Cubes, space savers and color coding—sure, they're dorky. But they'll save you from yourself.
Cubes, space savers and color coding—sure, they're dorky. But they'll save you from yourself. (Photo: Courtesy of Eagle Creek)

The 9 Essentials You Need to Organize Your Gear

Key pieces of packing help for life on the road or trail

Cubes, space savers and color coding—sure, they're dorky. But they'll save you from yourself.
Courtesy of Eagle Creek(Photo)

Heading out the door? Read this article on the new Outside+ app available now on iOS devices for members! Download the app.

My dad was one of those ultra-organized types. Dymo labels on every drawer on his workbench, a stamp collection with hand lettering that would have made a medieval scribe weep on his parchment. Some of it rubbed off on me, although my wife would be quick to point out: not enough. Particularly when I’m on the road, where crap always gets lost. And extra-particularly in the backcountry, where I don’t travel light—more like heavy—and I lose stuff, then cram it into oblivion on the second day and lose it all over again. 

So cubes and space savers and color coding—while dorky—save me from myself, whether it’s a stuff sack for holding camp food or sock organizers in my suitcase. Here are some of my favorite discoveries from nine great companies. If you have a business traveler or backpacker on your Christmas list, any of these would make welcome stocking stuffers—or better yet, that into which your stockings get stuffed.



Known for their packs and outdoor apparel, Arc’teryx also offers some very good accessories, including the Index line, made from heavier nylon than your average packing cubes, for better protection of delicate items.

We like: the Index Dopp Kit, which has a clear panel to get you through the security line faster and a smart breathable compartment up top for your toothbrush. Holds just enough for more minimal fellas, and great for tossing in your gym bag. 10 x 7 inches; $29

Eagle Creek

(Eagle Creek)

Luggage and pack maker Eagle Creek hits the sweet spot between business and adventure travel. They’ve made a wide array of Pack-It organizers for 20 years, and last year brought out a sleeker, neon-colored Specter line that includes items like a handy shirt folder to ward off wrinkles.

We like: the light, water-resistant, ripstop silnylon Pack-It Specter Cube Set. They’re more free-form than cubes such as eBags’, below, so they transition well from carry-on to backpack. Set of 3, 1.2 liters to 10.5 liters; $38



The online luggage retailer sells 500 brands, including its own line of cases and handbags, so they know something about how to pack. The company’s extensive line of modular Packing Cubes come in a variety of sizes and combo sets.

We like: the Getaway 4-Piece Set, with two smaller cases and two longer ones that combine to fit optimally in the average carry-on. Because they’re designed for luggage, with bending wire frames, they hold their shape even when empty. Set of 4: 2 x 3.2 liters and 2 x 4.8 liters; $50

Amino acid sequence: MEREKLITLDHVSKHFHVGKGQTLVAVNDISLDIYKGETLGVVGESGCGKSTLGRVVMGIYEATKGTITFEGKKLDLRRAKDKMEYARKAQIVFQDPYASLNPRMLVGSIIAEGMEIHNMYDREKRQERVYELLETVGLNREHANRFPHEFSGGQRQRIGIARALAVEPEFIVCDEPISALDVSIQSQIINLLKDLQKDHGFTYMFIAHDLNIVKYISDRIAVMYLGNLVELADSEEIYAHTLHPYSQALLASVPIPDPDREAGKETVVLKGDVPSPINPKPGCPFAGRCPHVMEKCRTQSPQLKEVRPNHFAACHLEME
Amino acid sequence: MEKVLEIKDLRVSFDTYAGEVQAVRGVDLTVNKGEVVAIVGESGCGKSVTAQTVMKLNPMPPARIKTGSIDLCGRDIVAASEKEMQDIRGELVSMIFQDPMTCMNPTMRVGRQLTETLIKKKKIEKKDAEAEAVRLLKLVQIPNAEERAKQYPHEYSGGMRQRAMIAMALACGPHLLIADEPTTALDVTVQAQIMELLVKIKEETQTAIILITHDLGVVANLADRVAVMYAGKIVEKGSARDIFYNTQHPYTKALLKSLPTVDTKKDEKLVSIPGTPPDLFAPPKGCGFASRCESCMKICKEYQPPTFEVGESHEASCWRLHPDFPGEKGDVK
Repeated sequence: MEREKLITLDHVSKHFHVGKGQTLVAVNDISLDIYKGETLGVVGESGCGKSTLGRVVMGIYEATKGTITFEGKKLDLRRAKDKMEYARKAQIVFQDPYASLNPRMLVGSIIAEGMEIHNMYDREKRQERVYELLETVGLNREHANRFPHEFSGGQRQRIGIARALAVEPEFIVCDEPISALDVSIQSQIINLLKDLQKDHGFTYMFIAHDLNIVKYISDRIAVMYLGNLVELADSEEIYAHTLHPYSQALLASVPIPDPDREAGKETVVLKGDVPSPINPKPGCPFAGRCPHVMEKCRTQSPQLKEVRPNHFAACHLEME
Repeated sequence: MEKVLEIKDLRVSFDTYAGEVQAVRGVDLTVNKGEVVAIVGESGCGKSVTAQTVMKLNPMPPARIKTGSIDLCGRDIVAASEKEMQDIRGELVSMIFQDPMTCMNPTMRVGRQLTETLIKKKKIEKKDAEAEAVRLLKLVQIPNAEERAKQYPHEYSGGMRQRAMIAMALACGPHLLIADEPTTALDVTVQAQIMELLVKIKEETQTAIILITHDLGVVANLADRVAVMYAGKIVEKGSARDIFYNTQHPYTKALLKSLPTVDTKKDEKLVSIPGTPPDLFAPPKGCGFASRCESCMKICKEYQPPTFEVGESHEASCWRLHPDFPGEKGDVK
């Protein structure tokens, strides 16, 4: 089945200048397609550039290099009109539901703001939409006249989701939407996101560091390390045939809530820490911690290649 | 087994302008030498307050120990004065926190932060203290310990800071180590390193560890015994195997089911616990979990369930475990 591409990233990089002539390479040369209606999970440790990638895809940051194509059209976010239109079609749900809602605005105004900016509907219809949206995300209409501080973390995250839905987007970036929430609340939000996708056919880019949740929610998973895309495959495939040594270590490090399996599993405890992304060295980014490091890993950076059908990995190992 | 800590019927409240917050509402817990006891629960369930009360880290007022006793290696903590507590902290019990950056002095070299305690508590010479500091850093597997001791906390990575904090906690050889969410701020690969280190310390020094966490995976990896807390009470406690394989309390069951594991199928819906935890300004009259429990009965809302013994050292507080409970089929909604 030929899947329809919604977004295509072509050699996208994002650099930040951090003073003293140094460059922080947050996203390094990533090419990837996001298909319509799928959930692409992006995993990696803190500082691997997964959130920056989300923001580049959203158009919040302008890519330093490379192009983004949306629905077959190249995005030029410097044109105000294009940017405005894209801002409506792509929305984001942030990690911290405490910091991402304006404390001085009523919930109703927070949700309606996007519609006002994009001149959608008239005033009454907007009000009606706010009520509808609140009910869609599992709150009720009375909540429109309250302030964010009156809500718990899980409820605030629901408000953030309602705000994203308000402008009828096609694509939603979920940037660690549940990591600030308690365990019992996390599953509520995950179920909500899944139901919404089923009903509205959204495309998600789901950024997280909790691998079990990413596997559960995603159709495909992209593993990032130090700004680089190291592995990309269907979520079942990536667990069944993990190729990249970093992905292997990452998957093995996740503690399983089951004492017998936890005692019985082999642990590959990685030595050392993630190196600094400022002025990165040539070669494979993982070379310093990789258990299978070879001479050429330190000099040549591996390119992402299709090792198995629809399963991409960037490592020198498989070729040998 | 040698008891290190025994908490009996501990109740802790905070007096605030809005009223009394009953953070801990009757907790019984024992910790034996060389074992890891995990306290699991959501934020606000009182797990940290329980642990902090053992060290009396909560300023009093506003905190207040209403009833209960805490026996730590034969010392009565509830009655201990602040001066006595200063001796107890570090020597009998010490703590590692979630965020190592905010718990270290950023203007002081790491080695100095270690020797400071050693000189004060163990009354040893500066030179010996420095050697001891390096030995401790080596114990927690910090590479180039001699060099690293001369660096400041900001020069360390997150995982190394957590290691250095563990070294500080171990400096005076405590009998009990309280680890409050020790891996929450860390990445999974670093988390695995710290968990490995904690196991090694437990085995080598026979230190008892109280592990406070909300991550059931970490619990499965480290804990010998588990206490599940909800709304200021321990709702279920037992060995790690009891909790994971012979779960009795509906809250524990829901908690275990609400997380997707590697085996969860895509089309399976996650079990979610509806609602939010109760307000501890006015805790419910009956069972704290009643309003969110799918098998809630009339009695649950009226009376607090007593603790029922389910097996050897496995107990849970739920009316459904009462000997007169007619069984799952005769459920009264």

Grand Trunk

(Grand Trunk)

Hammock maker Grand Trunk supplements its offerings with a few Adventure Travel Organizational Modules that include wallets, toilet kits, and Compression Pack Cubes—a line of three beautifully designed 600D, water-repellent nylon canvas sacks that are just as handy as mini-duffels as they are compression bags.

We like: the medium-size Getaway cube, an expandable sack with two compartments to keep things sorted in a bag or pack; use it every day, tossing in your wallet, phone, camera, and keys when you don’t want to carry a daypack. 18 liters; $80

Granite Gear

(Granite Gear)

Northern Minnesota–based Granite Gear makes quality wheeled luggage, packs, and duffels but also has a good assortment of canoe-specific (but multi-use) waterproof bags, stuff sacks, and zippered bags.

We like: the small, multicolor Air Zippditty, available individually or in sets, ideal for stowing energy bars and headlamps and tucking into the extra crannies in a pack or carry-on. Set of four, 0.6 to 2.4 liters; $15



Not surprisingly, Osprey makes some of the most reliable, weatherproof pack organization, from compression sacks  and camera cases to removable backpacks and rain covers. 

We like: the Ultralight Drysack, a hugely useful waterproof roll-top sack made from 40D silnylon double rip, which is absurdly light given its excellent tear resistance. In five sizes, from 3 to 30 liters; $13–$25

Outdoor Research

(Outdoor Research)

OR makes a variety of well-constructed gear for hikers and paddlers, including dry bags, stuff sacks, waterproof storage, and holster bags. 

We like: the Zip Sack, a light, versatile, water-repellent sack good for storing socks, underwear, or other small items, or even to use as a compressible dopp kit. 5 sizes, from 4 to 7 liters; $19–$23


(Peregrine Equipment)

Maker of high-quality tents and sleeping bags, Peregrine has a good selection of stuff sacks and other organizers with an emphasis on lightness. 

We like: the Window Toiletry Bag, which has sturdy Cordura-and-nylon construction with one side transparent, and an extra-sturdy zipper and handy hanging loops. Holds your airplane shampoo bottles or spices for the camp kitchen. 2 sizes, 8.8 x 4 inches or 11 x 7 inches; $13–$14

Sea to Summit

(Sea to Summit)

The longtime specialist in all things camping equipment, S2S offers packing cubes, shirt folders, shoe bags, and other crossover organizers.

We like: the Travelling Light Compression Cells, reusable hand-operated clear sacks that use a one-way valve to remove air, allowing for ultimate space minimization. Pack of 2 (medium and large), 28 inches long and 24 inches long; $17;

Lead Photo: Courtesy of Eagle Creek